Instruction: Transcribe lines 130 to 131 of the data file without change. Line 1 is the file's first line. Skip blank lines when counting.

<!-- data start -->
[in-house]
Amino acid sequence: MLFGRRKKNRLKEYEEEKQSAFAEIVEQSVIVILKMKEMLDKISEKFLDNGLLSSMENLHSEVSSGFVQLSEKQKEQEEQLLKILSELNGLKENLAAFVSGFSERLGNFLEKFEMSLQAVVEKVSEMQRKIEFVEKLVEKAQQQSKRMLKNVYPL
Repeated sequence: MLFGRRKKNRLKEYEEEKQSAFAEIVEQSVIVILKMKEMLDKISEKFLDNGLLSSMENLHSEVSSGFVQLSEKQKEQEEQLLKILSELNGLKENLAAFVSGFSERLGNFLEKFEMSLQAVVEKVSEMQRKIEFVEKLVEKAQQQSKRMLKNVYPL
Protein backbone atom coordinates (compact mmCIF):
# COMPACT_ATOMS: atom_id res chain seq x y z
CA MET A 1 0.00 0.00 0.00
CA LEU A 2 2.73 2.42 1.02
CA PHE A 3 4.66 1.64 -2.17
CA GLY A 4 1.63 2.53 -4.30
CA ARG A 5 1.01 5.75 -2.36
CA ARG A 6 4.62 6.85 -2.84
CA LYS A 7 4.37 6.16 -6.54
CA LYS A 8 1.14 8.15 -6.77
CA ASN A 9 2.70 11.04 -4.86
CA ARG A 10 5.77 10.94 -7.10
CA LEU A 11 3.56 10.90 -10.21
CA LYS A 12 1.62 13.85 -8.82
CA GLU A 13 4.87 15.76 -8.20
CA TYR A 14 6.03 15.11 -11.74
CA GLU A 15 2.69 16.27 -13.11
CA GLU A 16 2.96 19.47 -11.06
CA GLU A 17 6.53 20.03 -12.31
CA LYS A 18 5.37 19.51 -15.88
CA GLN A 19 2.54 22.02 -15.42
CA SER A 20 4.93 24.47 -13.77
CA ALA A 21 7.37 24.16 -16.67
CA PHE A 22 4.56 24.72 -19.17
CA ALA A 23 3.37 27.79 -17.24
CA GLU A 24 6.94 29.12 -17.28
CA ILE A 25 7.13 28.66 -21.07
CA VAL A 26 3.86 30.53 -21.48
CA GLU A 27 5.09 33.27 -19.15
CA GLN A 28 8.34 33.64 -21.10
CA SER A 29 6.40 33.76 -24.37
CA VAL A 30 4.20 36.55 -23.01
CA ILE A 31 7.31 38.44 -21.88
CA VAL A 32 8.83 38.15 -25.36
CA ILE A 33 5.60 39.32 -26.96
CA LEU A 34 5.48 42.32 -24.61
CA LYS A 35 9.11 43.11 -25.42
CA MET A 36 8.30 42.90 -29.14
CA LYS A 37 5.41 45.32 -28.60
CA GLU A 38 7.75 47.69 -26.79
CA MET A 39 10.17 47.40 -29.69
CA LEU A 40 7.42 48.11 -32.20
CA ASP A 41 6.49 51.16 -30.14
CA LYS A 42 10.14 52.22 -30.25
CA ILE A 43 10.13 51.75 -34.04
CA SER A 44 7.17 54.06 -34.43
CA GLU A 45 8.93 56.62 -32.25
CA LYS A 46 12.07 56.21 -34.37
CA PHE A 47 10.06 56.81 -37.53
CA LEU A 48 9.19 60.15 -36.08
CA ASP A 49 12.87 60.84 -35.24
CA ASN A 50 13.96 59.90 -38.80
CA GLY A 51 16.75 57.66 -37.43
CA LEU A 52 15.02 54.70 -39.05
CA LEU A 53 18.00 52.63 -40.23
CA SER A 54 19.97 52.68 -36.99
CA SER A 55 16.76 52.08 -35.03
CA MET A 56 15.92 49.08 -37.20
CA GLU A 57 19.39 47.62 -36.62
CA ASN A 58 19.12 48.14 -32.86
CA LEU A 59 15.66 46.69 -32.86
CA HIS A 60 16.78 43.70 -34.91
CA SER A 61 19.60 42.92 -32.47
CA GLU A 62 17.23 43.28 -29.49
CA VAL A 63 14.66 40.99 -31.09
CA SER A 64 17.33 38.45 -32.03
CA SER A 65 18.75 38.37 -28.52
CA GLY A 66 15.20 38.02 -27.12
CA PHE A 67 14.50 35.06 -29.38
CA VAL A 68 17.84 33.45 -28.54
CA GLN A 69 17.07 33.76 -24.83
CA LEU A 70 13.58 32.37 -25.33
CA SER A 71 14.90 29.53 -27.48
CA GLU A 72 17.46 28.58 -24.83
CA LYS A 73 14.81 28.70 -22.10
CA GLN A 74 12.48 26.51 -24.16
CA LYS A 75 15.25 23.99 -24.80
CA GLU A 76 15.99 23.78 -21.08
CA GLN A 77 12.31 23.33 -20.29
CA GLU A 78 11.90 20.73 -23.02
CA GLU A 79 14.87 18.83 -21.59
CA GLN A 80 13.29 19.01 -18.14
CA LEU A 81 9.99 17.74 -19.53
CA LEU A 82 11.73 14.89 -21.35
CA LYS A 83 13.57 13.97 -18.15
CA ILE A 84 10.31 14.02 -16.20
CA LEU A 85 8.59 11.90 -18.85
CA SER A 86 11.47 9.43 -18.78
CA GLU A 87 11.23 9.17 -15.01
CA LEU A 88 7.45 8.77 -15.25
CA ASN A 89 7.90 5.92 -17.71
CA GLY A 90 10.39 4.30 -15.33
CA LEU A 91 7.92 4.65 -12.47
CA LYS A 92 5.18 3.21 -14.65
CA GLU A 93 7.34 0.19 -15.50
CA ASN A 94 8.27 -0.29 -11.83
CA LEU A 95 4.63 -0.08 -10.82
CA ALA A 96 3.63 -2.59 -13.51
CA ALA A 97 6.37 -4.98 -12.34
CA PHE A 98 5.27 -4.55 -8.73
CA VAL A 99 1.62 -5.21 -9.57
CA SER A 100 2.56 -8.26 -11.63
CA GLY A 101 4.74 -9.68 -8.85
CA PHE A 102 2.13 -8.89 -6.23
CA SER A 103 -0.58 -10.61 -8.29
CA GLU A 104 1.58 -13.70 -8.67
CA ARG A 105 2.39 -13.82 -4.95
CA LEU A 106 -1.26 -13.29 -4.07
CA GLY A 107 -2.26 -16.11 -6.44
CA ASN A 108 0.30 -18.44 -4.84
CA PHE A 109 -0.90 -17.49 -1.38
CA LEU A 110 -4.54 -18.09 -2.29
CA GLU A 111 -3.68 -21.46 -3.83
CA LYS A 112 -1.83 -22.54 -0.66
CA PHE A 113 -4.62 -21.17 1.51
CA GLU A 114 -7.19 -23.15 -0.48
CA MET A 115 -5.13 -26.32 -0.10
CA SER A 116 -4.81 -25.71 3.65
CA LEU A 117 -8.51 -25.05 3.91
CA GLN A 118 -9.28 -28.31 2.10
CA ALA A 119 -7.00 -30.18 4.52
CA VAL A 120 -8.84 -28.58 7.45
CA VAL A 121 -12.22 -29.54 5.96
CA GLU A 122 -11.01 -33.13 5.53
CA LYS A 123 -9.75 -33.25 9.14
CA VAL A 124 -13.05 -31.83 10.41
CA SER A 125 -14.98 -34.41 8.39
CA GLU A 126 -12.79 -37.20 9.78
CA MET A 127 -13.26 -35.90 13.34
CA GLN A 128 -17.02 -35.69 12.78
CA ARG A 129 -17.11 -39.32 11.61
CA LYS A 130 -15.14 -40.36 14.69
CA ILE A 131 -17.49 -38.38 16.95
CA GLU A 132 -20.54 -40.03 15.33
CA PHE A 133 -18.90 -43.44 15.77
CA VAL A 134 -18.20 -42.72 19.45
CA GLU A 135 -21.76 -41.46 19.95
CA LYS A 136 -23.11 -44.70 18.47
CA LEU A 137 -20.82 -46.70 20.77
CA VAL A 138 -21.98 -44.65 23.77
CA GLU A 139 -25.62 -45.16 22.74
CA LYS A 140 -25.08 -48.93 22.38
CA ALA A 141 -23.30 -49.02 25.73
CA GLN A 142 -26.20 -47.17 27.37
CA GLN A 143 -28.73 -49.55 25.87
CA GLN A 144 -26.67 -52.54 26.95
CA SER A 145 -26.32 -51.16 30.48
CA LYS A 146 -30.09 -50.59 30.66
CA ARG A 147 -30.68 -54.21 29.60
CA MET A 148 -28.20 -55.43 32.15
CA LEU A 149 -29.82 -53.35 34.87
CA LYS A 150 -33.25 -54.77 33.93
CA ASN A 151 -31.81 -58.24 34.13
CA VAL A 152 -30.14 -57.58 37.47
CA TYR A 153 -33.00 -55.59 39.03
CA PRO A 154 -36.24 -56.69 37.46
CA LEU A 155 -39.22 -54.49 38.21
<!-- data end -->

CA SER A 125 -14.98 -34.41 8.39
CA GLU A 126 -12.79 -37.20 9.78